A couple of recent ideas point to how the development of cloud computing has impacted the way we think about storage and ownership.
In the recent publication 20 Things I Learned About Browsers And The Web, Google touches on how digital storage capacity, ubiquitous access, and increased bandwidth have all blossomed over the last decade, resulting in the notion of cloud computing. We’re now seeing a couple of ideas that demonstrate how this notion has affected the way we manipulate not only digital files but physical ones as well — and even our ideas of storage and ownership at large.
One example is the service StorageByMail, something of a cloud storage service for physical items. Springwise explains below:
StorageByMail maintains a world-class storage facility that’s also used by brands including Bloomingdale’s and Tommy Hilfiger. Customers of the service begin by creating an account and an online description of any package of goods they’d like to send into storage. Next, they print a custom, prepaid USPS shipping label for each box they’d like to send; those labels ensure safe passage for the goods through the U.S. Postal Service to StorageByMail’s warehouse. When the customer wants them back, he or she simply requests return delivery and the company will ship them out the next business day.
Another interesting thought appears in a Metafilter thread titled Collect ‘em all, by a user named Pastabagel:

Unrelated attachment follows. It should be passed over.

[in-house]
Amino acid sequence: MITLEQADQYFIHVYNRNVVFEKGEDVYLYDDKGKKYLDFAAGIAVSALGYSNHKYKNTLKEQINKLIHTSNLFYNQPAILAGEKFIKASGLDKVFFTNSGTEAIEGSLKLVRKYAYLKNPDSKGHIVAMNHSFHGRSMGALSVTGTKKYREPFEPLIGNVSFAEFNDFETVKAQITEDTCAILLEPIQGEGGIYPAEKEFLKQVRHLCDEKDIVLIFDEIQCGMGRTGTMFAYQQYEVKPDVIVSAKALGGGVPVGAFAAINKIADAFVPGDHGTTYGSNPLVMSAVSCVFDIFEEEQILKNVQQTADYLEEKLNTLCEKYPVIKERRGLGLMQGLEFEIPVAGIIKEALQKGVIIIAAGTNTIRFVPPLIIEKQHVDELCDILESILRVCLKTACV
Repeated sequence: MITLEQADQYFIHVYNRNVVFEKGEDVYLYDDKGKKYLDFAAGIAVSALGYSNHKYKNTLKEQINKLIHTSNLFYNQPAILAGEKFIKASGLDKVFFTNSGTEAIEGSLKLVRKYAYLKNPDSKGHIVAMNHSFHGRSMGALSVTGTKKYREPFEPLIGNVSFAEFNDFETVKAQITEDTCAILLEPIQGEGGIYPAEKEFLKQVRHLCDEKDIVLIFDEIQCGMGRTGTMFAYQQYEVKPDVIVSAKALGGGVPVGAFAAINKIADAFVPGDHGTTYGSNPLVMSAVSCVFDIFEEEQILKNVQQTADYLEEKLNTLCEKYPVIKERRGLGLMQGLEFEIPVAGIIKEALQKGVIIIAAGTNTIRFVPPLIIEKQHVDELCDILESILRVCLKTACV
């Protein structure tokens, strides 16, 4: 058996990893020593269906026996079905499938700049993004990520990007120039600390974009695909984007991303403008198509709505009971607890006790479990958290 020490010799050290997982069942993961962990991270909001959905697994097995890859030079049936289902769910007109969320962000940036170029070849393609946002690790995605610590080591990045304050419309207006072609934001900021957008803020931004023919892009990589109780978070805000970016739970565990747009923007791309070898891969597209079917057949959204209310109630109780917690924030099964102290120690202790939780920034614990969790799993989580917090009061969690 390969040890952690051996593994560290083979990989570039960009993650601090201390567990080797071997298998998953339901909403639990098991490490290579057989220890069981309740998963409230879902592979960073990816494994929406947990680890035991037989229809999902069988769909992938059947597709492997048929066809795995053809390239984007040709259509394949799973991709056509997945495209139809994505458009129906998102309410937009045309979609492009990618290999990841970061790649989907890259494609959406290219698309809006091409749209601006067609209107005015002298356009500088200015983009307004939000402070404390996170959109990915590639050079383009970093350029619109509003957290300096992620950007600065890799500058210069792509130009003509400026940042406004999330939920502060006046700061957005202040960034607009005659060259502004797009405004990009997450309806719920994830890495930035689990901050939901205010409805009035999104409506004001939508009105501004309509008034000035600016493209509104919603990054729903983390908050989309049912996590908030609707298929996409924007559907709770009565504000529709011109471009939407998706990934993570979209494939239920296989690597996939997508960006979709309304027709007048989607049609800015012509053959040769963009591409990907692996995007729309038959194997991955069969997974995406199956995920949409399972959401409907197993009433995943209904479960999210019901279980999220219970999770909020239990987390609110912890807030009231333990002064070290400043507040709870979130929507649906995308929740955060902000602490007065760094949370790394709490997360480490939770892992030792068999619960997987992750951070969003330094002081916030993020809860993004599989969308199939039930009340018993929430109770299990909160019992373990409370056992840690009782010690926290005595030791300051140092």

Coveting possessions is unhealthy. Here’s how I look at it:
All of the computers on Ebay are mine. In fact, everything on Ebay is already mine. All of those things are just in long term storage that I pay nothing for. Storage is free.
When I want to take something out of storage, I just pay the for the storage costs for that particular thing up to that point, plus a nominal shipping fee, and my things are delivered to me so I can use them. When I am done with them, I return them to storage via Craigslist or Ebay, and I am given a fee as compensation for freeing up the storage facilities resources.
This is also the case with all of my stuff that Amazon and Walmart are holding for me. I have antiques, priceless art, cars, estates, and jewels beyond the dreams of avarice.
The world is my museum, displaying my collections on loan. The James Savages of the world are merely curators.
As I am the curator of their things, and thus together we all share the world.
We expect to see more ideas emerge that point to the shifting nature of ownership; the idea that access beats ownership seems to be implicit in the popularity of digital content services ranging from Netflix to Spotify.